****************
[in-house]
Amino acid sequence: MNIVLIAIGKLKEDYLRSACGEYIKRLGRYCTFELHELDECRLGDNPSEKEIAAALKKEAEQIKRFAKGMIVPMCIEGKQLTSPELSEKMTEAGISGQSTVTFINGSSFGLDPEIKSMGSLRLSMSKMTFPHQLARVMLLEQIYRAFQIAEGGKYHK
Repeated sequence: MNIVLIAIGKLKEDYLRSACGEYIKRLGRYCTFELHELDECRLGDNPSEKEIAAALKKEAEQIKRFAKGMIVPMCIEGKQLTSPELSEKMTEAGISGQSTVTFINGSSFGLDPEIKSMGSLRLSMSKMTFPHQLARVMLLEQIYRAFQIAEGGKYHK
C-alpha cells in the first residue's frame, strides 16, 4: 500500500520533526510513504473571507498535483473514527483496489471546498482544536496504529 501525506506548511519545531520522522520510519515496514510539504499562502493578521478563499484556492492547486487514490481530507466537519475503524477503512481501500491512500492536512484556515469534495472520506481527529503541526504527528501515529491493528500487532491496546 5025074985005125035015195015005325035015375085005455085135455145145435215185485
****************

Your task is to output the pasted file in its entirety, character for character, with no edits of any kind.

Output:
[in-house]
Amino acid sequence: MNIVLIAIGKLKEDYLRSACGEYIKRLGRYCTFELHELDECRLGDNPSEKEIAAALKKEAEQIKRFAKGMIVPMCIEGKQLTSPELSEKMTEAGISGQSTVTFINGSSFGLDPEIKSMGSLRLSMSKMTFPHQLARVMLLEQIYRAFQIAEGGKYHK
Repeated sequence: MNIVLIAIGKLKEDYLRSACGEYIKRLGRYCTFELHELDECRLGDNPSEKEIAAALKKEAEQIKRFAKGMIVPMCIEGKQLTSPELSEKMTEAGISGQSTVTFINGSSFGLDPEIKSMGSLRLSMSKMTFPHQLARVMLLEQIYRAFQIAEGGKYHK
C-alpha cells in the first residue's frame, strides 16, 4: 500500500520533526510513504473571507498535483473514527483496489471546498482544536496504529 501525506506548511519545531520522522520510519515496514510539504499562502493578521478563499484556492492547486487514490481530507466537519475503524477503512481501500491512500492536512484556515469534495472520506481527529503541526504527528501515529491493528500487532491496546 5025074985005125035015195015005325035015375085005455085135455145145435215185485